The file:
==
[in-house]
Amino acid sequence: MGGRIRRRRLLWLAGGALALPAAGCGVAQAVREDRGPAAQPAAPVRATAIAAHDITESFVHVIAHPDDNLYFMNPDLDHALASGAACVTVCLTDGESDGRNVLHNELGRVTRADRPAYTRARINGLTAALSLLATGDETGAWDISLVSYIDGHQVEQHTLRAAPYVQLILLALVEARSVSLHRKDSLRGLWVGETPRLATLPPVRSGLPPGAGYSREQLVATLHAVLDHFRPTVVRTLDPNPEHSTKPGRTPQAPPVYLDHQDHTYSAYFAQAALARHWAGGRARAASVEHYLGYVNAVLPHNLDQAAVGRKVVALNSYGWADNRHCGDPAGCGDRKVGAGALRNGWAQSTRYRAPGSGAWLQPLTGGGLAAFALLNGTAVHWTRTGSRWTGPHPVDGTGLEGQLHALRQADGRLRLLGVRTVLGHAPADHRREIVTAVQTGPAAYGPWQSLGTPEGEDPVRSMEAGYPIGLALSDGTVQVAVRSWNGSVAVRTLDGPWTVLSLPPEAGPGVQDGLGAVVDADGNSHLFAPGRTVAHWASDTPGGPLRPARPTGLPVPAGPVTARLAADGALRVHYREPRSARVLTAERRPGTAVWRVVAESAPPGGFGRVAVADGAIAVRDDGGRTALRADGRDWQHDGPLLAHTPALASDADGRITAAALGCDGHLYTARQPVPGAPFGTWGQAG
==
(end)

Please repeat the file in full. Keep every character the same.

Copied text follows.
[in-house]
Amino acid sequence: MGGRIRRRRLLWLAGGALALPAAGCGVAQAVREDRGPAAQPAAPVRATAIAAHDITESFVHVIAHPDDNLYFMNPDLDHALASGAACVTVCLTDGESDGRNVLHNELGRVTRADRPAYTRARINGLTAALSLLATGDETGAWDISLVSYIDGHQVEQHTLRAAPYVQLILLALVEARSVSLHRKDSLRGLWVGETPRLATLPPVRSGLPPGAGYSREQLVATLHAVLDHFRPTVVRTLDPNPEHSTKPGRTPQAPPVYLDHQDHTYSAYFAQAALARHWAGGRARAASVEHYLGYVNAVLPHNLDQAAVGRKVVALNSYGWADNRHCGDPAGCGDRKVGAGALRNGWAQSTRYRAPGSGAWLQPLTGGGLAAFALLNGTAVHWTRTGSRWTGPHPVDGTGLEGQLHALRQADGRLRLLGVRTVLGHAPADHRREIVTAVQTGPAAYGPWQSLGTPEGEDPVRSMEAGYPIGLALSDGTVQVAVRSWNGSVAVRTLDGPWTVLSLPPEAGPGVQDGLGAVVDADGNSHLFAPGRTVAHWASDTPGGPLRPARPTGLPVPAGPVTARLAADGALRVHYREPRSARVLTAERRPGTAVWRVVAESAPPGGFGRVAVADGAIAVRDDGGRTALRADGRDWQHDGPLLAHTPALASDADGRITAAALGCDGHLYTARQPVPGAPFGTWGQAG